Donald Trump with marionette of an elephant

Jason Reed/The Daily Dot

Can Donald Trump interfere in the 2018 election?

It seems he might try.


Mike Rothschild


On Tuesday morning, President Donald Trump tweeted what seemed to finally be his acceptance of the intelligence community’s finding that Russia will interfere in the 2018 midterms—on the side of Democrats.

The tweet was mostly written off as either gaslighting or some kind of misfired attempt at trolling by the president.

But quite a few people on social media had a more pressing concern, and it’s one that liberals have been expressing for a while. They believe that the tweet was foreshadowing the president attempting to interfere in the upcoming election, either by postponing it, canceling it completely, or somehow invalidating the results—due to the specter of Russian interference or something else.

Polling for the 2018 election shows Democrats holding a large lead in generic ballot surveys. And midterm elections usually swing toward the party that’s not in the White House.

So is it possible that Trump wants Russia to repeat its efforts from 2016 as a pretense for invalidating a Democratic victory? Or to just cancel the whole thing entirely?

Can he actually do that?

While it’s almost certain that Russia will attempt to interfere in the election in some way, Trump does not have the authority to either cancel the election or invalidate its results. The election of 2018 will go forward, and the winners will be seated.

The reasons for this certainty lie in the separation of powers enshrined in the Constitution, and in the complex web of laws that dictate who governs elections.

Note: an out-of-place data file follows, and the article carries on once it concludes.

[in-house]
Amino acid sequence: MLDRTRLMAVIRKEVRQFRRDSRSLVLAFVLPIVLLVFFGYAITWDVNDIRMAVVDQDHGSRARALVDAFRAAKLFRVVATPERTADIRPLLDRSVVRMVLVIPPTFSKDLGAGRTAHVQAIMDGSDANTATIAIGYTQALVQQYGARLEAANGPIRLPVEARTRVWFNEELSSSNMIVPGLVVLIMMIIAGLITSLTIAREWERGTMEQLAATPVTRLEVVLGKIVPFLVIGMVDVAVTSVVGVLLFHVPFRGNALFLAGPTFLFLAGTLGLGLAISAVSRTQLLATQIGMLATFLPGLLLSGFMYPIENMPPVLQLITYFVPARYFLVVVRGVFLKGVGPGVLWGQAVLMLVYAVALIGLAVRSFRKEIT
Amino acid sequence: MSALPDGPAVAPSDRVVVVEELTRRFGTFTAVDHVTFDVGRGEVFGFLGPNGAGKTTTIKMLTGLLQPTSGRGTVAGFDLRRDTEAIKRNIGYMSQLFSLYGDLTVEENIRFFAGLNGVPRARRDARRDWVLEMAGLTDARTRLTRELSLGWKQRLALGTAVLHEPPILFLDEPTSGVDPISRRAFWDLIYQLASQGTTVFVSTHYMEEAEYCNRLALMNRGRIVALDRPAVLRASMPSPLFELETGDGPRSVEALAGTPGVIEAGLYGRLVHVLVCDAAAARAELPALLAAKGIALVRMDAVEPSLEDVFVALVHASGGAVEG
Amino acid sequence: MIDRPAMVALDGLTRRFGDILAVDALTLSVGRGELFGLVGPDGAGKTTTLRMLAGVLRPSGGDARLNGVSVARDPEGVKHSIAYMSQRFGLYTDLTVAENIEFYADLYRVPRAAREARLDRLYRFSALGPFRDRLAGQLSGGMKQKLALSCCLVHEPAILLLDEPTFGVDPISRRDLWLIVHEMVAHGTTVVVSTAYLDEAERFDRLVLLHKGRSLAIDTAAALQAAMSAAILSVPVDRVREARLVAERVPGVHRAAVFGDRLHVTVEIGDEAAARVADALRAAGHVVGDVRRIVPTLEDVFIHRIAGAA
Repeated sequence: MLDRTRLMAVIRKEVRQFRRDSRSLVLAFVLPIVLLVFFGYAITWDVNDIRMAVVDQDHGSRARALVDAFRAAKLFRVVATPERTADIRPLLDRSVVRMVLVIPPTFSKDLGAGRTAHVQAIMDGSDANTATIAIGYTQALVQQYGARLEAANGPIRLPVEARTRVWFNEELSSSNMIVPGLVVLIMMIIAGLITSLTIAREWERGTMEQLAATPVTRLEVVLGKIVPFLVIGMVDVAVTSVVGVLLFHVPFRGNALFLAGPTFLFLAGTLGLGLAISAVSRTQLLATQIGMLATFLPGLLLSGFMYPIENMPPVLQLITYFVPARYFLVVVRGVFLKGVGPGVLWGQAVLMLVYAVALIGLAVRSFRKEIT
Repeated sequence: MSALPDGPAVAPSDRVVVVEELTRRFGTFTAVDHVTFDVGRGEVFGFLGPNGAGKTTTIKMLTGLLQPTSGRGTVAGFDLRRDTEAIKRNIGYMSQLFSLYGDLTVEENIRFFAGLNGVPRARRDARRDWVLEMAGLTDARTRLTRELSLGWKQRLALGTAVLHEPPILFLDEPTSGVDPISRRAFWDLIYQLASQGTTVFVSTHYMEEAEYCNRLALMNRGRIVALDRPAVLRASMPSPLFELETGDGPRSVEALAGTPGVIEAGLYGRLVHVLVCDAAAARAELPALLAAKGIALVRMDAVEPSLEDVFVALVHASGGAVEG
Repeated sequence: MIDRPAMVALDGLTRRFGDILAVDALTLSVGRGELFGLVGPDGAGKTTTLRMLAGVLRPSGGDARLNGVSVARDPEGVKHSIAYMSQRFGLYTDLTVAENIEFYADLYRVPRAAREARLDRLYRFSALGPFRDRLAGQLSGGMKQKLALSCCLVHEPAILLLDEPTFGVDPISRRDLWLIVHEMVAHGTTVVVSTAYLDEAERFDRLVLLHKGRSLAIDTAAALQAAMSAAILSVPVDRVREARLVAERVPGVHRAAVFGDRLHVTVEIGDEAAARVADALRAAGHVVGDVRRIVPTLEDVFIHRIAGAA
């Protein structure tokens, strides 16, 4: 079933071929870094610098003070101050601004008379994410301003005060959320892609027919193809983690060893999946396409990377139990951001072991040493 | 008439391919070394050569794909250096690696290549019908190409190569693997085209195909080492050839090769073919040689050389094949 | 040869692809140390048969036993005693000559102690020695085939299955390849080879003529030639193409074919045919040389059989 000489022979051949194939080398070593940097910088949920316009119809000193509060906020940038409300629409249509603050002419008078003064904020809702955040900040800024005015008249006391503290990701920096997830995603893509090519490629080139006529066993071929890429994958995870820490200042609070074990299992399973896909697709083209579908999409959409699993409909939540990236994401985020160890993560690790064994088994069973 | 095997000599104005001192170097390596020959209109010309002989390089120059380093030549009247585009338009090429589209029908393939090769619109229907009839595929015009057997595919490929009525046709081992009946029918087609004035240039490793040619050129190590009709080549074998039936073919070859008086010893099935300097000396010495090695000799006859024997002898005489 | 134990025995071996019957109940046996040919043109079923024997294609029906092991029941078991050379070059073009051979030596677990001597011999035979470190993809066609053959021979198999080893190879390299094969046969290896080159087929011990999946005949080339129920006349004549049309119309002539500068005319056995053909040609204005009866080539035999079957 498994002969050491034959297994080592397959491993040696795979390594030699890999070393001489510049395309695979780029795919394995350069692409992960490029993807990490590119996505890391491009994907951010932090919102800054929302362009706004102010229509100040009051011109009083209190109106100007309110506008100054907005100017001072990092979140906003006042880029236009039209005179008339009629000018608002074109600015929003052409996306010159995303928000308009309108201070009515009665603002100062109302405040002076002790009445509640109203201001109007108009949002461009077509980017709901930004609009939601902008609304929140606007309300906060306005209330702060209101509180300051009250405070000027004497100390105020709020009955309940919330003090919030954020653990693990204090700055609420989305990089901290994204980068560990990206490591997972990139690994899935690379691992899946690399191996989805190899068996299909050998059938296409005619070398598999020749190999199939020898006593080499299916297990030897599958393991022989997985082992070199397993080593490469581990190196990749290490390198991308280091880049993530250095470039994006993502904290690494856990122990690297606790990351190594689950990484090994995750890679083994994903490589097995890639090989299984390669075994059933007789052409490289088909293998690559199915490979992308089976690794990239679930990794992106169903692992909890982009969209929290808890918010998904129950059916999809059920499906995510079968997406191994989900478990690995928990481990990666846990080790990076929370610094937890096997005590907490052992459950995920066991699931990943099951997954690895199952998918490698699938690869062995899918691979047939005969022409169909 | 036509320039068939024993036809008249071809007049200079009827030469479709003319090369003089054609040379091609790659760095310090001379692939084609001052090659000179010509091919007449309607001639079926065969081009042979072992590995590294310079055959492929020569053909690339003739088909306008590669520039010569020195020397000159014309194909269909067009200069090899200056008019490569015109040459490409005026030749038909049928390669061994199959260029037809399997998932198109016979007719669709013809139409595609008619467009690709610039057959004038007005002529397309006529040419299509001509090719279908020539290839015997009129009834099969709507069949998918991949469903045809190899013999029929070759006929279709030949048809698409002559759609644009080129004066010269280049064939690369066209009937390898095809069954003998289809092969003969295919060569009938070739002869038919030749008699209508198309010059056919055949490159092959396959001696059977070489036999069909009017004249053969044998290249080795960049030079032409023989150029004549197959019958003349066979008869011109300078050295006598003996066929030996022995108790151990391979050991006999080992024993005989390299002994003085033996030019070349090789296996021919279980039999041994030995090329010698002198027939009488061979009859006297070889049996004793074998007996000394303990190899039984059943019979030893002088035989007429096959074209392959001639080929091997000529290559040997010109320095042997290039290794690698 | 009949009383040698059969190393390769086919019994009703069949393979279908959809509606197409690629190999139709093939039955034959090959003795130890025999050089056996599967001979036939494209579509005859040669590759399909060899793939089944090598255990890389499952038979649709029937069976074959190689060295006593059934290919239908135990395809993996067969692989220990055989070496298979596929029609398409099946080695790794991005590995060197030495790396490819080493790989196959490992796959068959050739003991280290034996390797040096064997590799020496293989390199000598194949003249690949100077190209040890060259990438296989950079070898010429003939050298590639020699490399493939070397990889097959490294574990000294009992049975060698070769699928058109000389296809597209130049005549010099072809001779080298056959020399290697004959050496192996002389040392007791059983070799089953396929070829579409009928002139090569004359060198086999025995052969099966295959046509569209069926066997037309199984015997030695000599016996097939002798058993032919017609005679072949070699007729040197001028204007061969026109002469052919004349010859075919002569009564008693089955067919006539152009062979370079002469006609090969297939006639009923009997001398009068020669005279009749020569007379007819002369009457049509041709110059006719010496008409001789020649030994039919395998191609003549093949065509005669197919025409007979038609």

Both individual state governments and Congress play various roles in scheduling and carrying out elections, but the executive branch plays no role. In fact, the United States technically has no nationwide elections—only state elections for senators, House members, and a slate of electors for the Electoral College during presidential election years.

Article 1, Section 4 gives state legislatures the task of determining the “Times, Places and Manner of holding Elections for Senators and Representatives,” a task which was made uniform at the general election level by Congress in 1845. Beyond that, Section 5 allows that “each House shall be the Judge of the Elections, Returns and Qualifications of its own Members.”

2004 report by the Congressional Research Service, prepared in anticipation of a possible terrorist attack around the time of the 2004 presidential election, found as much.

“The United States Constitution does not provide in express language any current authority for a federal official or institution to ‘postpone’ an election for federal office,” the report found, with additional finding that even if an attack or other unforeseen event took place that necessitated moving the date of an election, it would fall to Congress to make the select the date, and the states to carry out the new election.

A second Congressional Research Service report, specifically about the Executive branch’s theoretical power to postpone or cancel an election, has the same finding.

“The Executive Branch does not appear to currently have the authority to establish or postpone the dates of elections at either the federal or state level in the event of an emergency situation,” it finds, reaffirming that Congressional elections are entirely the purview of Congress and the states.

As for the validation of such an election, again, the White House has no role in certifying or declaring winners. Congressional elections are administered by state election boards, certified by each state’s Secretary of State, and Congress itself seats its members every two years.